Youthful lead vocalist/percussionist Rachel Rocco can handle a variety of song styles and gets an ovation whether she is tenderly singing a quiet ballad a la Anne Murray’s “Danny’s Song,” or laying down a hot soul track like Chaka Khan and Rufus’ “Tell Me Something Good.”
She also surprised the Ivy Tavern crowd with “To Sir With Love,” a 1967 gem by Lulu (and theme to the movie), which many members of the audience had probably forgotten.
“Rachel is younger than us, but she does everything so well,” Calcese says. “I told her, ‘You had them in the palm of your hand when you did To Sir With Love,’ but then she topped that with the Mama Cass/Mamas and the Papas (version of) Dream a Little Dream of Me. Unbelievable.”
Rounding out WFIL are Vince Civali on keyboards, bass, guitar, and vocals (“our voice coach and harmony wizard,” Calcese says); Steve Guarino on guitar, bass, and drums; and Bud Belviso on keyboards and guitar.
Calcese was probably destined to be a drummer. His father balanced his career as a barber with playing drums in a number of bands, particularly the Lamplighters, which Calcese says was one of the top wedding and special event bands in the area.
“There were always drums in the house, and we were all musical,” says Calcese, an employee of the Hamilton Township roads department. “My mom, who was a stay-at-home mom when we were little, played all kinds of records. Drums are the coolest instrument to me, and I wanted to do everything my dad did. He was my first teacher.”
“I also spent a lot of time with my aunts and uncles, including my uncle Chuck Calcese,” he adds. “They were basically hippies in the 1960s, and I got my musical taste from them, especially my uncle. I stole so many of his albums — the Beatles, Rolling Stones, Kinks, the Rascals, etc. And I bought at least one 45 a week; I had hundreds of 45s.”
Naming a range of drummers as influences — from Ringo Starr to session geniuses like Steve Gadd and Hal Blaine — Calcese says he started playing drums before starting school and developed a rather sophisticated technique early on. By age 7 or 8 he was coming onstage to play drums with the adults.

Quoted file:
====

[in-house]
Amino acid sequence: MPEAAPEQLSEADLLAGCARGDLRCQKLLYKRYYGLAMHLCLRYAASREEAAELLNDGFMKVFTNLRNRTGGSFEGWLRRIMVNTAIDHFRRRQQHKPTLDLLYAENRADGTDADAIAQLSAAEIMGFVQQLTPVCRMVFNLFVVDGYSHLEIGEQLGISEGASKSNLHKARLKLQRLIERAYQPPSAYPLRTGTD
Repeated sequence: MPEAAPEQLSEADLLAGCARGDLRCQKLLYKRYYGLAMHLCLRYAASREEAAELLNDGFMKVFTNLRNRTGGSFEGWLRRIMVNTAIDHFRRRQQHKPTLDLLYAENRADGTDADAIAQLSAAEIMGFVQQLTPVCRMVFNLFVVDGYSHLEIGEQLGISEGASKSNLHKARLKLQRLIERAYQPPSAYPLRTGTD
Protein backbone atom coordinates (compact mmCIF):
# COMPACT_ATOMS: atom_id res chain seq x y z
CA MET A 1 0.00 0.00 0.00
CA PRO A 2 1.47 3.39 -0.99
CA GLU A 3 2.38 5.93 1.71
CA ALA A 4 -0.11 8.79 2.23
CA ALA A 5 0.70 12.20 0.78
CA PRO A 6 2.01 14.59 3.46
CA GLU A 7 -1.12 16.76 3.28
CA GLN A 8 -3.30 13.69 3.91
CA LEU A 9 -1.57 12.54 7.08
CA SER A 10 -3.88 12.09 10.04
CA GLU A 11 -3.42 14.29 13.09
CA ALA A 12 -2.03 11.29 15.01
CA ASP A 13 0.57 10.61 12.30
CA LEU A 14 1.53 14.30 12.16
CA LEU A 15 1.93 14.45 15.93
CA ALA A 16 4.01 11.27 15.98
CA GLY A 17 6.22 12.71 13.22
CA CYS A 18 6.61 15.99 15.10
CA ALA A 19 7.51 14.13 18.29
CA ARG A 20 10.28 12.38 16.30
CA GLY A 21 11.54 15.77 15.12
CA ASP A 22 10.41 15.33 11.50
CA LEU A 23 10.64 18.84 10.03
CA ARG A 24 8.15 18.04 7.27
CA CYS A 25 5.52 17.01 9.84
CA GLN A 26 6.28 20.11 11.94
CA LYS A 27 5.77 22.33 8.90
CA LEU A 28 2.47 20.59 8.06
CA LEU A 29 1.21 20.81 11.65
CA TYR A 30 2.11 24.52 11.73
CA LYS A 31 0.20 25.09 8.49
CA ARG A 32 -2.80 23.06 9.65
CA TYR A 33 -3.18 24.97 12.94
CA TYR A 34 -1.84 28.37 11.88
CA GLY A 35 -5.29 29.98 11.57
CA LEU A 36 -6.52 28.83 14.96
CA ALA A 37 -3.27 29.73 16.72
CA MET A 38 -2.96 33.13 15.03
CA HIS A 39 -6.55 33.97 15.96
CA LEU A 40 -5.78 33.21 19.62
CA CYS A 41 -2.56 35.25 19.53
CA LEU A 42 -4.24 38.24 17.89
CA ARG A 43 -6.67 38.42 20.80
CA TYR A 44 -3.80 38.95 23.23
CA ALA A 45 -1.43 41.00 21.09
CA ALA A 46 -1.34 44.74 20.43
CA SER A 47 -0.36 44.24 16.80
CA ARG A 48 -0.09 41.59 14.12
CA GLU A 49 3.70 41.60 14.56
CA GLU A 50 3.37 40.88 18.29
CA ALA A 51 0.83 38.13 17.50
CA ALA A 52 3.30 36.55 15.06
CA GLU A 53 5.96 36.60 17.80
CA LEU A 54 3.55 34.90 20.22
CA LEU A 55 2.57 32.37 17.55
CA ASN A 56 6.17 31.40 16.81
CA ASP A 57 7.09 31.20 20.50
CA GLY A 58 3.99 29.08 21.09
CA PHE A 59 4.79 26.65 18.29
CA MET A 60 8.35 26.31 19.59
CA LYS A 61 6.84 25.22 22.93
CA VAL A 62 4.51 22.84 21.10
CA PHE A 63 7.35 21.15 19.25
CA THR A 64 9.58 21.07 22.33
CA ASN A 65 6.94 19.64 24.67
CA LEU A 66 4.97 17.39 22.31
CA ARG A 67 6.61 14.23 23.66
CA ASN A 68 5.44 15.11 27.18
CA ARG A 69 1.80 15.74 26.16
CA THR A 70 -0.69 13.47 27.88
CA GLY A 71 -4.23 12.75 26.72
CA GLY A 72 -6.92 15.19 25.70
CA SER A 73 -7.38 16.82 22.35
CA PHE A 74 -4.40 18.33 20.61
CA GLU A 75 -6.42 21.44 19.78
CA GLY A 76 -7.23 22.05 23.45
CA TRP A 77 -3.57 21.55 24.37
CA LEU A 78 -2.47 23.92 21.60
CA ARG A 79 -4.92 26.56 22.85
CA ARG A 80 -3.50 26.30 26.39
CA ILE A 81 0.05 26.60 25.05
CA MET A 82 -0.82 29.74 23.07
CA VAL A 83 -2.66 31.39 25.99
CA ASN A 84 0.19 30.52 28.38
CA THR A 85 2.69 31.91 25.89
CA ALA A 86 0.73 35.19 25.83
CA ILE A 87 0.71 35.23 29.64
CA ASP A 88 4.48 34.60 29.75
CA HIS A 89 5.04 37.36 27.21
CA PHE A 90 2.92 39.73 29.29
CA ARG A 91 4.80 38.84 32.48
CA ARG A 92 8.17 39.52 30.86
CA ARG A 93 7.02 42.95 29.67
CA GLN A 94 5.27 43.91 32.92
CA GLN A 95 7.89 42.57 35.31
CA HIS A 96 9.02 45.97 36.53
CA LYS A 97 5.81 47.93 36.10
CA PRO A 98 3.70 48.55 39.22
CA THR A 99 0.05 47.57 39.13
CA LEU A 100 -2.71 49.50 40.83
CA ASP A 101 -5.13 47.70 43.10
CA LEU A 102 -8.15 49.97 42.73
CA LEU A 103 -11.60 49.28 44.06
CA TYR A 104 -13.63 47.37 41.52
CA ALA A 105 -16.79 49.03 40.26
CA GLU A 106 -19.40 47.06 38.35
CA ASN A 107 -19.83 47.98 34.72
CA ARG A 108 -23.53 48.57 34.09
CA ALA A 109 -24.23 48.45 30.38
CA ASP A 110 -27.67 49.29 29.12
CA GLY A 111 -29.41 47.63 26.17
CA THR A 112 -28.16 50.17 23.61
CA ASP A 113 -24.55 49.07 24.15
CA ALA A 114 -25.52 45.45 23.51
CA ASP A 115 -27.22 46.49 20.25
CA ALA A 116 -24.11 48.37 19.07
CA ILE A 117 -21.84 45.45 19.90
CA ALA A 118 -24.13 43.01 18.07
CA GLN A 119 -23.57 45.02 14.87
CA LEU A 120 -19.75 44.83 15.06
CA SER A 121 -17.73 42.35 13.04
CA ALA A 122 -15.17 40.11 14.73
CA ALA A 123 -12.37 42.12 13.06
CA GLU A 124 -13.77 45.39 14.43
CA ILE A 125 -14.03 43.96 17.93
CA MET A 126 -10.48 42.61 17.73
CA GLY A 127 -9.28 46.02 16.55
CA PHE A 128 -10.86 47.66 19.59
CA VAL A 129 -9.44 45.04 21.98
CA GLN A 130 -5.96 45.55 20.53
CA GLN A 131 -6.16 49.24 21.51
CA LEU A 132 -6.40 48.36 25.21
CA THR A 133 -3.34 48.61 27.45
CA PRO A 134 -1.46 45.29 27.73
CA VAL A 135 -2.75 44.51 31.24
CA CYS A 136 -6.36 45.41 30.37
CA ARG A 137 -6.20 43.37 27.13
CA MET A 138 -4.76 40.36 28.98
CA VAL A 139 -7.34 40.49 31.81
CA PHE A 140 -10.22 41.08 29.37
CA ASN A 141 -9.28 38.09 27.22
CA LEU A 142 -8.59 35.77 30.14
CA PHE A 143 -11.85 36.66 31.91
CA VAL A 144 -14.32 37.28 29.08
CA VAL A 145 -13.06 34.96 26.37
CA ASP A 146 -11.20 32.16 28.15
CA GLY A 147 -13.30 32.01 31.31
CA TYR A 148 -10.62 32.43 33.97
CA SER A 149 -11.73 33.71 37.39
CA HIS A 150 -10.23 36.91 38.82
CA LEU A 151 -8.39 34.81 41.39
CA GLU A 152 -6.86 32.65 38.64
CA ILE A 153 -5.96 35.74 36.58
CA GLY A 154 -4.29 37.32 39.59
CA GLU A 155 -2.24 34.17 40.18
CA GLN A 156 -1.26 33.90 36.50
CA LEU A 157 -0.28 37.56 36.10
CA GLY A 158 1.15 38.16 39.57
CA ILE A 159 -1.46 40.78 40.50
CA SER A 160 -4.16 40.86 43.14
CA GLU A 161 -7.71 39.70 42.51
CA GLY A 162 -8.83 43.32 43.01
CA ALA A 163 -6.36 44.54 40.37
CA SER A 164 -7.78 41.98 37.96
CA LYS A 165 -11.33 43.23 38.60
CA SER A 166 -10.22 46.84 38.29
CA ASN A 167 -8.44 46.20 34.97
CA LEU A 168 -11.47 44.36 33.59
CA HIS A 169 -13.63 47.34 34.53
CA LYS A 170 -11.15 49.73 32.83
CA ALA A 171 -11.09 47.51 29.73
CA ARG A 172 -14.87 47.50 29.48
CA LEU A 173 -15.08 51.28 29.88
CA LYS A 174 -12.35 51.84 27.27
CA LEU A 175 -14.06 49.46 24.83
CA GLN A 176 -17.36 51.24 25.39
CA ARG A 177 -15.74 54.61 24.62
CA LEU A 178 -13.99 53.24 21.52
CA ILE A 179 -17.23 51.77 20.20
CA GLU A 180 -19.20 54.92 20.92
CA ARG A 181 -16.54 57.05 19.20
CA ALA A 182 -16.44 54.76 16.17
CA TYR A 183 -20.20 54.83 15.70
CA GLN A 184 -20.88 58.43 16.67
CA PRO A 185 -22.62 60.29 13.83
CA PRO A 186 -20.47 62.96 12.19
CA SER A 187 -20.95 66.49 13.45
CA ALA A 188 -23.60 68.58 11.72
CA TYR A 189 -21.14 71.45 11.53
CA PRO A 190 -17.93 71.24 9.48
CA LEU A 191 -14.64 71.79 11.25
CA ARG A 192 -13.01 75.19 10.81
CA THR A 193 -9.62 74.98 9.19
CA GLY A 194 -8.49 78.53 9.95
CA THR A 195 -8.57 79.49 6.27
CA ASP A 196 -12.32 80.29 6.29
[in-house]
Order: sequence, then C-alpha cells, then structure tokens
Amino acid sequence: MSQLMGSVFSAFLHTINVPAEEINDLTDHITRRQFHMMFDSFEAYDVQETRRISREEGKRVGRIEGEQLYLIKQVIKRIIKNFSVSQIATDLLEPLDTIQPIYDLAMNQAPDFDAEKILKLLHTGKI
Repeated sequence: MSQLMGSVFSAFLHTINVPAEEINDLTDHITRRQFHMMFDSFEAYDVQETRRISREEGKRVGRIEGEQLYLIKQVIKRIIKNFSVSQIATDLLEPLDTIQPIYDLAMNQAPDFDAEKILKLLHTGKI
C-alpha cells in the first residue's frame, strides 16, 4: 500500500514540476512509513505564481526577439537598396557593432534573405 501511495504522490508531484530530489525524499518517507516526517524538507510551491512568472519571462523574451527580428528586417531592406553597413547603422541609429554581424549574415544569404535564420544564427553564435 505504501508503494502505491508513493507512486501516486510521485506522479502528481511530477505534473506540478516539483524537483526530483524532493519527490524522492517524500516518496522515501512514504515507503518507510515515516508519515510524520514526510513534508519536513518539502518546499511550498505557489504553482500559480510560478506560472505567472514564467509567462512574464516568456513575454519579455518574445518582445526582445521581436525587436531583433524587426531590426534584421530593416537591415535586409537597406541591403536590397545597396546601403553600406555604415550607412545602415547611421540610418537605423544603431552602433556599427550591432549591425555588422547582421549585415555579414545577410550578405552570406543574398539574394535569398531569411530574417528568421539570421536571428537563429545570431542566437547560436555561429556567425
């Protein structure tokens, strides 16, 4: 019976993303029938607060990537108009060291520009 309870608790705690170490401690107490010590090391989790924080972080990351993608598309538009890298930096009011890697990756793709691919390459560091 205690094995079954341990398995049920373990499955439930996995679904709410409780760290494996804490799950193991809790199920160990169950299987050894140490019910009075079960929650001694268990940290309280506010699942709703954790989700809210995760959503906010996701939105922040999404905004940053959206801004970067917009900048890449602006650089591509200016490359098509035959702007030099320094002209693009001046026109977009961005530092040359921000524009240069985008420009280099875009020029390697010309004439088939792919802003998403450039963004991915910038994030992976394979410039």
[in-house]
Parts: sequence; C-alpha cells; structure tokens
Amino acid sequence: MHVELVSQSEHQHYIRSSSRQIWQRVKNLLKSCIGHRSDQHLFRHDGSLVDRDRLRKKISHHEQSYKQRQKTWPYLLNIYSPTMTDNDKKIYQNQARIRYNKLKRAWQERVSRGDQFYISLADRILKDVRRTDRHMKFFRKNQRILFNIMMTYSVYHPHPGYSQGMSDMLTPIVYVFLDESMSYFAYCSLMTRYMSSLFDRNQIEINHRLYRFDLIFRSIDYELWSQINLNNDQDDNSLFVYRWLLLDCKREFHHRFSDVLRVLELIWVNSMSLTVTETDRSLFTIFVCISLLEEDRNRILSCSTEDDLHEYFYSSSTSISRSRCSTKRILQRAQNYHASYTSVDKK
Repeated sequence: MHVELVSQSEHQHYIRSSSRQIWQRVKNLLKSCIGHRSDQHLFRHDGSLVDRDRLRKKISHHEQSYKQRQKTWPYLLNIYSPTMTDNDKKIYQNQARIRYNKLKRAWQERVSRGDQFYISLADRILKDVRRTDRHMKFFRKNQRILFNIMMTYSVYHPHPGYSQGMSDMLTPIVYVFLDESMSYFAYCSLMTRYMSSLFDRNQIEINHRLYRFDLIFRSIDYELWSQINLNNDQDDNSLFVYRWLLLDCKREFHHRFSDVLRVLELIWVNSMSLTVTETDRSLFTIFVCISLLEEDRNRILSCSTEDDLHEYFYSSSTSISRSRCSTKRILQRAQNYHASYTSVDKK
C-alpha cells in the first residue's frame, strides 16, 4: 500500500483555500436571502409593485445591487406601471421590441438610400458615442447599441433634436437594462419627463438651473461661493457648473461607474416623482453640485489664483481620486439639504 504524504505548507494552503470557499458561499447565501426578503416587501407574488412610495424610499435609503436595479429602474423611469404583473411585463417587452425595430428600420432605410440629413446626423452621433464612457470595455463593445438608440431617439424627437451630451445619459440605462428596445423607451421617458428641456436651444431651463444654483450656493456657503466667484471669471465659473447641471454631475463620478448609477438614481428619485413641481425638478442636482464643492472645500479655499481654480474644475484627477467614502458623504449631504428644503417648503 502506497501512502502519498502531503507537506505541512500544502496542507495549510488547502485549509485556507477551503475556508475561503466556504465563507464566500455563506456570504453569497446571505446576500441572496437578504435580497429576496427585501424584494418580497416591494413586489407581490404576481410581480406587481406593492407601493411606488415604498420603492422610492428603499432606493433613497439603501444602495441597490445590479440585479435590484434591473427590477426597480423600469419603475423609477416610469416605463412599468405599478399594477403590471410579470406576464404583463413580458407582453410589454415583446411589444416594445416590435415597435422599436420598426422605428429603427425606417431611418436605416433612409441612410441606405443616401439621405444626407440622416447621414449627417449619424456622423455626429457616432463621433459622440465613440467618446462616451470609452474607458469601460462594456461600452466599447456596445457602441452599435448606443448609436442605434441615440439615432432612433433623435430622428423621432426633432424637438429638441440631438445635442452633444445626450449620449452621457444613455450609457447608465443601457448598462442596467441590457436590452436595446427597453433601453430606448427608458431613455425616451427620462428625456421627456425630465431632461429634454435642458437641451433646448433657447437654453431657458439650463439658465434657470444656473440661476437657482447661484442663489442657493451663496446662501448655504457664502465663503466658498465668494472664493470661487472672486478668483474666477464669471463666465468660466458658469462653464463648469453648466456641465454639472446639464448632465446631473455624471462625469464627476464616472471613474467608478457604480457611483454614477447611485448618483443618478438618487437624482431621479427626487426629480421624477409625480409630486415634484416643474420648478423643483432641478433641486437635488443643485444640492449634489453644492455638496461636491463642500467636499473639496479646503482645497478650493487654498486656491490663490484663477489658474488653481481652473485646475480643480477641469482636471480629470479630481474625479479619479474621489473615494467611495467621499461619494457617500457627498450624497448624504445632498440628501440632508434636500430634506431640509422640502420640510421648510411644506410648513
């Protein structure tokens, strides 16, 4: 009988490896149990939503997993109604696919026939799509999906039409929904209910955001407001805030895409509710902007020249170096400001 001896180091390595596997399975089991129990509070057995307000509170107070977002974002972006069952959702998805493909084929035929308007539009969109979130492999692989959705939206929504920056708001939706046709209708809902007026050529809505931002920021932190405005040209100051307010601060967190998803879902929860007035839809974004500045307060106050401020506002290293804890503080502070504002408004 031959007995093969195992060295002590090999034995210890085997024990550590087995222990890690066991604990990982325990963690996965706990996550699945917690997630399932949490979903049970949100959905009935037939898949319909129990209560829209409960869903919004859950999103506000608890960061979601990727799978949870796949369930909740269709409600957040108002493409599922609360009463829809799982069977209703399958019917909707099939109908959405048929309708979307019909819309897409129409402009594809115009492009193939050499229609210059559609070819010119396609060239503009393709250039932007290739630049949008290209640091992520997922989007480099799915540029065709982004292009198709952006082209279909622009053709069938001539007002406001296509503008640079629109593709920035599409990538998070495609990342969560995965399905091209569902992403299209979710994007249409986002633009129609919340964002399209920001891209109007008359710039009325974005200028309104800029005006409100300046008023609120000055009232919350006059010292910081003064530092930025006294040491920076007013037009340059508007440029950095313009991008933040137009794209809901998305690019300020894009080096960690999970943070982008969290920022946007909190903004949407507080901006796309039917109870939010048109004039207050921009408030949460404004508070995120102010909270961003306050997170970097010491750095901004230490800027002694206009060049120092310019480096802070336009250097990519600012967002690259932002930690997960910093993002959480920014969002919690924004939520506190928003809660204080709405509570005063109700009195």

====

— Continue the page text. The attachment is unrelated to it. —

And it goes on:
A longtime resident of Yardville, Calcese graduated from Steinert High School in 1977. He has been married for 25 years to Lisa, who owns the Cutloose hair salon in Yardville. They have three grown children, Julian, Adrien, and Hope.
Growing up in Yardville and Hamilton, Clayton played keyboards at first, influenced by his mom, a homemaker, who played the organ. (Clayton’s father was a mechanical engineer.) Elementary school-age keyboard lessons got left behind, though, especially after Clayton heard a local battle of the bands and a guitarist rocking out to Led Zeppelin’s “Whole Lotta Love.”
“I was about 14, I heard that, and said to myself, ‘That’s what I want to do,’” Clayton recalls. “My parents bought me my first guitar, and that was it. I took lessons in the beginning, including from Ernie White, but at the same time, I was playing all over the place, at clubs and various (venues) like the Satellite Lounge.”
He graduated from Hamilton High School West in 1978, played guitar and some keyboards, as well as handling sound/audio for almost a decade, before pursuing a career in law enforcement. He is unmarried and has three adult children, Kristina, Sean, and Christian.
“I was a Trenton cop for about 20 years, (with a special expertise in gangs), and then worked for the Mercer County Prosecutor’s Office, retiring in 2009,” Clayton says.
He found a niche doing Powerpoint and other presentations for the county prosecutor’s office, traveling to conferences all up and down the East Coast, and continues to produce even more sophisticated visual presentations, consulting for CSI Technology Group. He says the visuals for WFIL require a lot of work, but the final outcome is well worth it.
Clayton reflects that WFIL is building the band and its shows, with hopes to play theaters, maybe even the Count Basie Theater in Red Bank.
Calcese agrees that WFIL is “still tweaking, not quite where we want to be,” he says. “We’re always looking for bigger and better opportunities, but for now, we’re concentrating on the Ivy show.”
He admits that he stopped listening to WFIL-AM probably around 1974, preferring WMMR and WYSP.
“We got older and we listened to more complex music, so I broke away,” Calcese says. “But 30 or 40 years later, I came back to this (pop) music that I totally forgot about. I don’t know if it’s because it was playing during a special time in my life, but the songs were so happy, so I am happy to have come full circle.”
WFIL, Ivy Tavern, 3108 South Broad Street, Hamilton. Friday, April 22, 9:30 p.m. No cover charge. 609-888-1435. WFIL on the Web: www.wfilband.com